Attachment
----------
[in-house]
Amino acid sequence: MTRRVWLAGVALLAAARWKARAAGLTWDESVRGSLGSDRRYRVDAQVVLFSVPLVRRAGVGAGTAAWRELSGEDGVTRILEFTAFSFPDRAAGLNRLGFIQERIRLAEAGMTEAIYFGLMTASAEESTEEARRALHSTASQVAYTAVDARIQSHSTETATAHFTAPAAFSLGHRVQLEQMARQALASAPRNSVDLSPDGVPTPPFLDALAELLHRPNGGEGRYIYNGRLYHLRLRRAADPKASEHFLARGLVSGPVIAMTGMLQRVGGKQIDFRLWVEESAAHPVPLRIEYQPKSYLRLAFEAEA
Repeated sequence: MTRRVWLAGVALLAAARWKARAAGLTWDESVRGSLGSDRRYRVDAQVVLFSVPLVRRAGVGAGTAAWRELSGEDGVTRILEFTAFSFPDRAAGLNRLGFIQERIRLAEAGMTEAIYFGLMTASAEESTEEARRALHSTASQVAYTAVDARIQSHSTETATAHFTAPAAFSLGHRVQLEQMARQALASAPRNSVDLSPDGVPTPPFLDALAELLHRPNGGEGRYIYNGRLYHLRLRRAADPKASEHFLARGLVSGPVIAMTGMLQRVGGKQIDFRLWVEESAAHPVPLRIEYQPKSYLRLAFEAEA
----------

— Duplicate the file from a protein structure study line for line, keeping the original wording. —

[in-house]
Amino acid sequence: MTRRVWLAGVALLAAARWKARAAGLTWDESVRGSLGSDRRYRVDAQVVLFSVPLVRRAGVGAGTAAWRELSGEDGVTRILEFTAFSFPDRAAGLNRLGFIQERIRLAEAGMTEAIYFGLMTASAEESTEEARRALHSTASQVAYTAVDARIQSHSTETATAHFTAPAAFSLGHRVQLEQMARQALASAPRNSVDLSPDGVPTPPFLDALAELLHRPNGGEGRYIYNGRLYHLRLRRAADPKASEHFLARGLVSGPVIAMTGMLQRVGGKQIDFRLWVEESAAHPVPLRIEYQPKSYLRLAFEAEA
Repeated sequence: MTRRVWLAGVALLAAARWKARAAGLTWDESVRGSLGSDRRYRVDAQVVLFSVPLVRRAGVGAGTAAWRELSGEDGVTRILEFTAFSFPDRAAGLNRLGFIQERIRLAEAGMTEAIYFGLMTASAEESTEEARRALHSTASQVAYTAVDARIQSHSTETATAHFTAPAAFSLGHRVQLEQMARQALASAPRNSVDLSPDGVPTPPFLDALAELLHRPNGGEGRYIYNGRLYHLRLRRAADPKASEHFLARGLVSGPVIAMTGMLQRVGGKQIDFRLWVEESAAHPVPLRIEYQPKSYLRLAFEAEA